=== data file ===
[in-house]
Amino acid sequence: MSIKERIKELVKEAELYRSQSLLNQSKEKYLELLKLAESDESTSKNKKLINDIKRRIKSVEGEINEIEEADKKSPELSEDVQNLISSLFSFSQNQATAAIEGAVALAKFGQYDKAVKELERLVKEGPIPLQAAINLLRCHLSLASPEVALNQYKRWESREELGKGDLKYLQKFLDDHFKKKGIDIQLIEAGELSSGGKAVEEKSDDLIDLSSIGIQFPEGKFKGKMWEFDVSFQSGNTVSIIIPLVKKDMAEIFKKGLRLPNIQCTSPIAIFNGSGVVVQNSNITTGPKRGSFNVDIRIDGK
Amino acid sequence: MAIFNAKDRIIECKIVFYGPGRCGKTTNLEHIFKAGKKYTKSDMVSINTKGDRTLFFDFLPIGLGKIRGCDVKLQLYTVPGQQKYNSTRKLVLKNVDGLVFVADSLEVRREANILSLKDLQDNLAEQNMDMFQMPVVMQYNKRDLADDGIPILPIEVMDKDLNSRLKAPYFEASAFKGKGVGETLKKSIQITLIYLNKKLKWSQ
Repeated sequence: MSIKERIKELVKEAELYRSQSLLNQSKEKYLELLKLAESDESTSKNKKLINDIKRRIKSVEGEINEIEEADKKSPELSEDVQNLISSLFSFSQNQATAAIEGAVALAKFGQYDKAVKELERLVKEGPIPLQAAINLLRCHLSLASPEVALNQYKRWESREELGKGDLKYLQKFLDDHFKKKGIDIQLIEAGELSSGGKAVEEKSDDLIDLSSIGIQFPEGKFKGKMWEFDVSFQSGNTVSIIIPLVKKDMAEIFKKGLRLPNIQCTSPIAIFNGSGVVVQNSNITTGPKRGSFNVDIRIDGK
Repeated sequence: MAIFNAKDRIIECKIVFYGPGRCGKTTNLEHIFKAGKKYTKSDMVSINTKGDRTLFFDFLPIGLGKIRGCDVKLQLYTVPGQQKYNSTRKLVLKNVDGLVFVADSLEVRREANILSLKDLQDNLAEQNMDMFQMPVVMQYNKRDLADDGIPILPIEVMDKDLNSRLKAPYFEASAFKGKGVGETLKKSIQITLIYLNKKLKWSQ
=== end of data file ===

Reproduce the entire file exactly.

[in-house]
Amino acid sequence: MSIKERIKELVKEAELYRSQSLLNQSKEKYLELLKLAESDESTSKNKKLINDIKRRIKSVEGEINEIEEADKKSPELSEDVQNLISSLFSFSQNQATAAIEGAVALAKFGQYDKAVKELERLVKEGPIPLQAAINLLRCHLSLASPEVALNQYKRWESREELGKGDLKYLQKFLDDHFKKKGIDIQLIEAGELSSGGKAVEEKSDDLIDLSSIGIQFPEGKFKGKMWEFDVSFQSGNTVSIIIPLVKKDMAEIFKKGLRLPNIQCTSPIAIFNGSGVVVQNSNITTGPKRGSFNVDIRIDGK
Amino acid sequence: MAIFNAKDRIIECKIVFYGPGRCGKTTNLEHIFKAGKKYTKSDMVSINTKGDRTLFFDFLPIGLGKIRGCDVKLQLYTVPGQQKYNSTRKLVLKNVDGLVFVADSLEVRREANILSLKDLQDNLAEQNMDMFQMPVVMQYNKRDLADDGIPILPIEVMDKDLNSRLKAPYFEASAFKGKGVGETLKKSIQITLIYLNKKLKWSQ
Repeated sequence: MSIKERIKELVKEAELYRSQSLLNQSKEKYLELLKLAESDESTSKNKKLINDIKRRIKSVEGEINEIEEADKKSPELSEDVQNLISSLFSFSQNQATAAIEGAVALAKFGQYDKAVKELERLVKEGPIPLQAAINLLRCHLSLASPEVALNQYKRWESREELGKGDLKYLQKFLDDHFKKKGIDIQLIEAGELSSGGKAVEEKSDDLIDLSSIGIQFPEGKFKGKMWEFDVSFQSGNTVSIIIPLVKKDMAEIFKKGLRLPNIQCTSPIAIFNGSGVVVQNSNITTGPKRGSFNVDIRIDGK
Repeated sequence: MAIFNAKDRIIECKIVFYGPGRCGKTTNLEHIFKAGKKYTKSDMVSINTKGDRTLFFDFLPIGLGKIRGCDVKLQLYTVPGQQKYNSTRKLVLKNVDGLVFVADSLEVRREANILSLKDLQDNLAEQNMDMFQMPVVMQYNKRDLADDGIPILPIEVMDKDLNSRLKAPYFEASAFKGKGVGETLKKSIQITLIYLNKKLKWSQ